Striped Bass Regulations to Change in 2015

Yesterday, I sat in on the meeting of the Atlantic States Marine Fisheries Commission Striped Bass Management Board. Representatives from North Carolina to Maine looked at the latest stock assessment and public comment to determine whether or not to change the striped bass regulations.

There was a clear divide between New York/New England and the Chesapeake Bay States. Representatives from the bay states insisted that their fishery was primarily on the smaller male striped bass that do not migrate from the bay, a segment of the population they believed to be healthy, while the coastal states, with the exception of New Jersey and Delaware, wanted to see an immediate reduction in fishing mortality on the Spawing Stock Biomass, that is the larger migratory fish, most of which are female. Options supported by the bay states included a 17% reduction in harvest, or an incremental 7% reduction in harvest over three years. The New England States and New York supported the most conservative option, a 25% reduction effective in 2015. In the end, a compromise was reached to reduce striped bass fishing mortality by 25% in the Coastal States and 20.5% in the Chesapeake Bay, beginning in 2015.

The public comment was overwhelmingly in favor of the 1-year, 25% reduction, and this was repeatedly brought up as representatives from the New England States argued for that option. It was great to see that the comments written in or made at the public meetings were heard, and further proof that fishermen need to make their voices heard when it comes to these issues.

The next big vote for striped bass recreational fishing had to do with the proposed limits. The board voted for 1 fish per day at 28 inches OR a conservation equivalency to a 25% reduction. This means that states have the option to implement limits that differ from 1 fish at 28 inches as long as the ASMFC Technical Committee approves them as achieving a 25% reduction. Some of  those options provided by the ASMFC Technical Committee that meet those requirements include 2 fish per day at 33 inches, or a number of slot limits that allow for 1 smaller keeper and one “trophy.”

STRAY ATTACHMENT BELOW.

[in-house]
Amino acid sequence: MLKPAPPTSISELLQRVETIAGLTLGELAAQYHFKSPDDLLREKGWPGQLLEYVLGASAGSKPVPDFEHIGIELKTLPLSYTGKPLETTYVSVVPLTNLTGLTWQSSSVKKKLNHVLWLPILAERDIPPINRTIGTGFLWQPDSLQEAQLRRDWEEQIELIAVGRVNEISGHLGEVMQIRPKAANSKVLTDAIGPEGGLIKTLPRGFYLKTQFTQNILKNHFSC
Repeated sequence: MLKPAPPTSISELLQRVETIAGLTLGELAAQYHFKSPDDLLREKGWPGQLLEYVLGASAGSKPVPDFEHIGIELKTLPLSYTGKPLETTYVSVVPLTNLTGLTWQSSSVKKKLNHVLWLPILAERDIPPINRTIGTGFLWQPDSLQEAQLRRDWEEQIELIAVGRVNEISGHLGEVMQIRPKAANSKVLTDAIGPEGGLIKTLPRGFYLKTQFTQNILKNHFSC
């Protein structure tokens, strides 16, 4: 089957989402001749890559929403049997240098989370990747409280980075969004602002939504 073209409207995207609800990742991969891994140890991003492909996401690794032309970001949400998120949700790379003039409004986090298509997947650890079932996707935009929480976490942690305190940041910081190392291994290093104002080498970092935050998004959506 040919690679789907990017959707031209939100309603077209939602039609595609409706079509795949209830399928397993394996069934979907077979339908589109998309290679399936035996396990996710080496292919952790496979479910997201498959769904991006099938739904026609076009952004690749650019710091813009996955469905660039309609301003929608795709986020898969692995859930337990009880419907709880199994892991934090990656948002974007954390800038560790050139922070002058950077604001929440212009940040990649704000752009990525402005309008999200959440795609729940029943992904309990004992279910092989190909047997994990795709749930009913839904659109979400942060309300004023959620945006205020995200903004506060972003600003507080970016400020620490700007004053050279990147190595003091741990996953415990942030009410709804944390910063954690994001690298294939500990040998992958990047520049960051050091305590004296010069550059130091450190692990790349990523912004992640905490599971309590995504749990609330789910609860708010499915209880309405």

While many recreational fishermen were hoping for a more conservative option to pass, such as 1 fish per day at 32 inches, having the 25% reduction starting next year is an overall win for striped bass and striped bass fishermen.

  1. Wicked Smaht

    I’m happy to hear that many fishermen are voicing their opinion.
    Even happier to hear that they are being conservative in their opinion.
    More catch and release means more catching. FISH ON!!!!!!!

    Reply
    • kevin mccutcheon

      I think the biggest rape of these fish is notby recreational fisherman ,but commercial,i was commercial one year,i got à lousy 3 dollars à pound for sushi grade striper on ice regulate prices to à higher amount less fish to caught per day

      Reply
      • Victor Cirino

        Not only that; I was fishing once where there was an abundance of pogies close to shore near Squaw Rock in Quincy; there was a feeding frenzy Bass & Blues mixed in! This was an anglers paradise; we all witnessed a small crew of Pogie fisherman wrap gill net around the mass trapping everything and thus our fishing ended prematurely. Sadly everything was hauled in big, small and that ended our fishing.

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        • ryan

          I believe that we should have even stricter restrictions on the keeper size of stripers. They want to have a 25% increase which is good but why not grow back the population more aggressively? I think that striper education is to tough a task. The most controlled way to increase the population is more restrictions and to have heavier restrictions on the commercial fisherman. They are the ones that scoop up everything on the ocean floor, killing everything in their path. Not the recreational fisherman. This population needs a dramatic increase. I don’t want to wait 10 years to have a big jump in the population like what happened in the 90s